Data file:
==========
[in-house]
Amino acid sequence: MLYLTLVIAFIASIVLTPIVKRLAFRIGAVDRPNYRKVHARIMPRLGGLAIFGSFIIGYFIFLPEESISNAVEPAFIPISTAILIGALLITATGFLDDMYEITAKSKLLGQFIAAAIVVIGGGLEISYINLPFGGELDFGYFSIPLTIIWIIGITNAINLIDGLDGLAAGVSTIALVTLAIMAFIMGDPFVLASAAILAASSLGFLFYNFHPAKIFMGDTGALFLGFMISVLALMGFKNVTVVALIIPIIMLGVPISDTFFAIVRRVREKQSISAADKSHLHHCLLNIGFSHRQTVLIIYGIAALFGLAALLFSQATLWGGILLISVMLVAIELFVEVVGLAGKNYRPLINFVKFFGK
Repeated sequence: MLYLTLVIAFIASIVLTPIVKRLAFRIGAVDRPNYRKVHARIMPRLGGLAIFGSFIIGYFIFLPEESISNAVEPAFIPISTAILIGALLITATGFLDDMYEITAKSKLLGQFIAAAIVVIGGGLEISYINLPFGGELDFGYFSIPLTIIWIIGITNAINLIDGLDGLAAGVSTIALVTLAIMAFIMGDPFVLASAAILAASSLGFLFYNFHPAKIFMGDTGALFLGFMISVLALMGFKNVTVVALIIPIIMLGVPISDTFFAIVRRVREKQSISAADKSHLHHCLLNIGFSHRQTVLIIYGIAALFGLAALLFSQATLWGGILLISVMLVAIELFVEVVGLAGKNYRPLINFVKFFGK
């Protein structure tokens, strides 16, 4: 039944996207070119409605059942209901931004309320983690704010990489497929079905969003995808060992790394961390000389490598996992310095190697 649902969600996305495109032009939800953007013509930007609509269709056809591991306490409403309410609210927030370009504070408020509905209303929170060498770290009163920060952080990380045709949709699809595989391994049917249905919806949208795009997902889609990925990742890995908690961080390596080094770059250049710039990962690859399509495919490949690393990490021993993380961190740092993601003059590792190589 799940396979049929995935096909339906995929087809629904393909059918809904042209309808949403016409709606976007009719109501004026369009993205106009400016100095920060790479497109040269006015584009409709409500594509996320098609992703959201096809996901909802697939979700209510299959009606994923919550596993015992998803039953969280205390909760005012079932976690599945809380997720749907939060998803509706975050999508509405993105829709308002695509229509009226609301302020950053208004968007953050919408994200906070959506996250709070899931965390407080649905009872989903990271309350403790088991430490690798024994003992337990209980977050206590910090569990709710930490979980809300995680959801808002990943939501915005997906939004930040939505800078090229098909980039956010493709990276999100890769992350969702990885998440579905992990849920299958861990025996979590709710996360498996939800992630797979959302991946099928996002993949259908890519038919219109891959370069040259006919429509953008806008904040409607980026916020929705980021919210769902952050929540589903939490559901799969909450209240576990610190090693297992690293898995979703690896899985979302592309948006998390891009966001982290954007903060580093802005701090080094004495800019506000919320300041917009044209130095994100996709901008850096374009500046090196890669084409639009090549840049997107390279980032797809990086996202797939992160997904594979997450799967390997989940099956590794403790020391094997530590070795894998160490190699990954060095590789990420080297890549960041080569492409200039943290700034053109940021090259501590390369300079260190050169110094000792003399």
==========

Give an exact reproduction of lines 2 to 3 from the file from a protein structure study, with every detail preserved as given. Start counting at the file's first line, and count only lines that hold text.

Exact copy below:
Amino acid sequence: MLYLTLVIAFIASIVLTPIVKRLAFRIGAVDRPNYRKVHARIMPRLGGLAIFGSFIIGYFIFLPEESISNAVEPAFIPISTAILIGALLITATGFLDDMYEITAKSKLLGQFIAAAIVVIGGGLEISYINLPFGGELDFGYFSIPLTIIWIIGITNAINLIDGLDGLAAGVSTIALVTLAIMAFIMGDPFVLASAAILAASSLGFLFYNFHPAKIFMGDTGALFLGFMISVLALMGFKNVTVVALIIPIIMLGVPISDTFFAIVRRVREKQSISAADKSHLHHCLLNIGFSHRQTVLIIYGIAALFGLAALLFSQATLWGGILLISVMLVAIELFVEVVGLAGKNYRPLINFVKFFGK
Repeated sequence: MLYLTLVIAFIASIVLTPIVKRLAFRIGAVDRPNYRKVHARIMPRLGGLAIFGSFIIGYFIFLPEESISNAVEPAFIPISTAILIGALLITATGFLDDMYEITAKSKLLGQFIAAAIVVIGGGLEISYINLPFGGELDFGYFSIPLTIIWIIGITNAINLIDGLDGLAAGVSTIALVTLAIMAFIMGDPFVLASAAILAASSLGFLFYNFHPAKIFMGDTGALFLGFMISVLALMGFKNVTVVALIIPIIMLGVPISDTFFAIVRRVREKQSISAADKSHLHHCLLNIGFSHRQTVLIIYGIAALFGLAALLFSQATLWGGILLISVMLVAIELFVEVVGLAGKNYRPLINFVKFFGK